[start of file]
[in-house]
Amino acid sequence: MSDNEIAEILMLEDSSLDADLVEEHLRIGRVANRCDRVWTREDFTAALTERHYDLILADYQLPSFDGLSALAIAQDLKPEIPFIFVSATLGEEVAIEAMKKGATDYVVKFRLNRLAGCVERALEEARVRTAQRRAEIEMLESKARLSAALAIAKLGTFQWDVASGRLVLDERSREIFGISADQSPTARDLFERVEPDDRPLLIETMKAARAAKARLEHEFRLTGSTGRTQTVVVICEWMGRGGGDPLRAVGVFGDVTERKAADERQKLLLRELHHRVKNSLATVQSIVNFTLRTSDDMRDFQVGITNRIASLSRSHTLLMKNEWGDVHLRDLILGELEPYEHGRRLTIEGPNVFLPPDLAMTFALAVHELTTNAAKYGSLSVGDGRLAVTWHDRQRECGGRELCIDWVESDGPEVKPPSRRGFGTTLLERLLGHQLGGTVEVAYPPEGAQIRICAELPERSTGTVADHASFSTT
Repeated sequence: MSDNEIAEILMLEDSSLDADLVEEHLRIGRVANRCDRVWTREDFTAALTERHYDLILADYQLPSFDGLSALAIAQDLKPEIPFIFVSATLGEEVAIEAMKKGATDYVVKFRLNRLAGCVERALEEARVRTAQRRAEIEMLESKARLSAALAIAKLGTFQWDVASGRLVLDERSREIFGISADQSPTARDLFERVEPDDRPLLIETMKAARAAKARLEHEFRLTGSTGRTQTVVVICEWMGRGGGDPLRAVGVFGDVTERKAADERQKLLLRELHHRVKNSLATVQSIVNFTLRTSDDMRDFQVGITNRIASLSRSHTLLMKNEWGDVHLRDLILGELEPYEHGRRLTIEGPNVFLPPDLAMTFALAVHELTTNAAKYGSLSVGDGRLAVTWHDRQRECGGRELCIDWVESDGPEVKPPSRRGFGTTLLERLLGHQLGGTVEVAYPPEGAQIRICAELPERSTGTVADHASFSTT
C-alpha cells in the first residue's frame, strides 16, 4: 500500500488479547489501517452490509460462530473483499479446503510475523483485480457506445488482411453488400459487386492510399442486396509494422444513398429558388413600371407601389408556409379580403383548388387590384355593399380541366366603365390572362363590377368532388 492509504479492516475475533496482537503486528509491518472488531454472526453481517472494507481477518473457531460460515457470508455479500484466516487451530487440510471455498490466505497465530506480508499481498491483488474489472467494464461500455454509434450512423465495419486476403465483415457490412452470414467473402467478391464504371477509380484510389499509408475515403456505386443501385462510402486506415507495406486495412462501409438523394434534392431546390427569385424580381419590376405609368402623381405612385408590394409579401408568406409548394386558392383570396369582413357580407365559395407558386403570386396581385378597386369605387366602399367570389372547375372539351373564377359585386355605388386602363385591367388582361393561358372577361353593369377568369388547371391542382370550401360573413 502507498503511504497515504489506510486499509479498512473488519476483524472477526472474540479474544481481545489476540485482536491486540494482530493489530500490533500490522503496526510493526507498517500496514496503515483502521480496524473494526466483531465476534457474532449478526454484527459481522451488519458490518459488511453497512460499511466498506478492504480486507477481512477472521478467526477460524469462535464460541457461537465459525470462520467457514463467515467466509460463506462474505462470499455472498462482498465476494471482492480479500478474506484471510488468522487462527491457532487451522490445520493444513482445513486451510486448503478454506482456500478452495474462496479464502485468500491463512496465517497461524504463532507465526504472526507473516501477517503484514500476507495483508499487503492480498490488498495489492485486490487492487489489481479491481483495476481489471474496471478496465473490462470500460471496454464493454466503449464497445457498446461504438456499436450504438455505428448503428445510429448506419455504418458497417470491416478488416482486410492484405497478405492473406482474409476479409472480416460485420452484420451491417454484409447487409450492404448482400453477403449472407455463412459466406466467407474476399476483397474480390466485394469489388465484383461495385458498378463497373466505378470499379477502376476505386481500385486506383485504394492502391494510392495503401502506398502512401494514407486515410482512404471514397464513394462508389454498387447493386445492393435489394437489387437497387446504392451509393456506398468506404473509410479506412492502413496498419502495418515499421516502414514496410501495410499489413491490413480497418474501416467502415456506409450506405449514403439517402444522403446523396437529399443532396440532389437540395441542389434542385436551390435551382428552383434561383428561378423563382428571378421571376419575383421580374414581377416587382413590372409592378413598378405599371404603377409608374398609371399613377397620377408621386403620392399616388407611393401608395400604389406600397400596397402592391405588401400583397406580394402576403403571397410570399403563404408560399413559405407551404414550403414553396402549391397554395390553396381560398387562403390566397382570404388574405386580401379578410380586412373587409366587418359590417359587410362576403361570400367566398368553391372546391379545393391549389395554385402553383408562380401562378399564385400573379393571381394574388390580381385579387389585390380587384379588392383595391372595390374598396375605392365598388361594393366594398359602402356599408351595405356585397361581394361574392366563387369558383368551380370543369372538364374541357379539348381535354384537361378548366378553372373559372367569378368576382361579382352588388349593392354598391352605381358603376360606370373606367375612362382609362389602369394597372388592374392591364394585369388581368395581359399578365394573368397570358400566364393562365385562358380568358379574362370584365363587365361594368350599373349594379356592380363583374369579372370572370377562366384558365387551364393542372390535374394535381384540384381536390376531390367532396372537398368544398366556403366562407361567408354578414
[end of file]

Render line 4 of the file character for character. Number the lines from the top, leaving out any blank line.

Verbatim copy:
C-alpha cells in the first residue's frame, strides 16, 4: 500500500488479547489501517452490509460462530473483499479446503510475523483485480457506445488482411453488400459487386492510399442486396509494422444513398429558388413600371407601389408556409379580403383548388387590384355593399380541366366603365390572362363590377368532388 492509504479492516475475533496482537503486528509491518472488531454472526453481517472494507481477518473457531460460515457470508455479500484466516487451530487440510471455498490466505497465530506480508499481498491483488474489472467494464461500455454509434450512423465495419486476403465483415457490412452470414467473402467478391464504371477509380484510389499509408475515403456505386443501385462510402486506415507495406486495412462501409438523394434534392431546390427569385424580381419590376405609368402623381405612385408590394409579401408568406409548394386558392383570396369582413357580407365559395407558386403570386396581385378597386369605387366602399367570389372547375372539351373564377359585386355605388386602363385591367388582361393561358372577361353593369377568369388547371391542382370550401360573413 502507498503511504497515504489506510486499509479498512473488519476483524472477526472474540479474544481481545489476540485482536491486540494482530493489530500490533500490522503496526510493526507498517500496514496503515483502521480496524473494526466483531465476534457474532449478526454484527459481522451488519458490518459488511453497512460499511466498506478492504480486507477481512477472521478467526477460524469462535464460541457461537465459525470462520467457514463467515467466509460463506462474505462470499455472498462482498465476494471482492480479500478474506484471510488468522487462527491457532487451522490445520493444513482445513486451510486448503478454506482456500478452495474462496479464502485468500491463512496465517497461524504463532507465526504472526507473516501477517503484514500476507495483508499487503492480498490488498495489492485486490487492487489489481479491481483495476481489471474496471478496465473490462470500460471496454464493454466503449464497445457498446461504438456499436450504438455505428448503428445510429448506419455504418458497417470491416478488416482486410492484405497478405492473406482474409476479409472480416460485420452484420451491417454484409447487409450492404448482400453477403449472407455463412459466406466467407474476399476483397474480390466485394469489388465484383461495385458498378463497373466505378470499379477502376476505386481500385486506383485504394492502391494510392495503401502506398502512401494514407486515410482512404471514397464513394462508389454498387447493386445492393435489394437489387437497387446504392451509393456506398468506404473509410479506412492502413496498419502495418515499421516502414514496410501495410499489413491490413480497418474501416467502415456506409450506405449514403439517402444522403446523396437529399443532396440532389437540395441542389434542385436551390435551382428552383434561383428561378423563382428571378421571376419575383421580374414581377416587382413590372409592378413598378405599371404603377409608374398609371399613377397620377408621386403620392399616388407611393401608395400604389406600397400596397402592391405588401400583397406580394402576403403571397410570399403563404408560399413559405407551404414550403414553396402549391397554395390553396381560398387562403390566397382570404388574405386580401379578410380586412373587409366587418359590417359587410362576403361570400367566398368553391372546391379545393391549389395554385402553383408562380401562378399564385400573379393571381394574388390580381385579387389585390380587384379588392383595391372595390374598396375605392365598388361594393366594398359602402356599408351595405356585397361581394361574392366563387369558383368551380370543369372538364374541357379539348381535354384537361378548366378553372373559372367569378368576382361579382352588388349593392354598391352605381358603376360606370373606367375612362382609362389602369394597372388592374392591364394585369388581368395581359399578365394573368397570358400566364393562365385562358380568358379574362370584365363587365361594368350599373349594379356592380363583374369579372370572370377562366384558365387551364393542372390535374394535381384540384381536390376531390367532396372537398368544398366556403366562407361567408354578414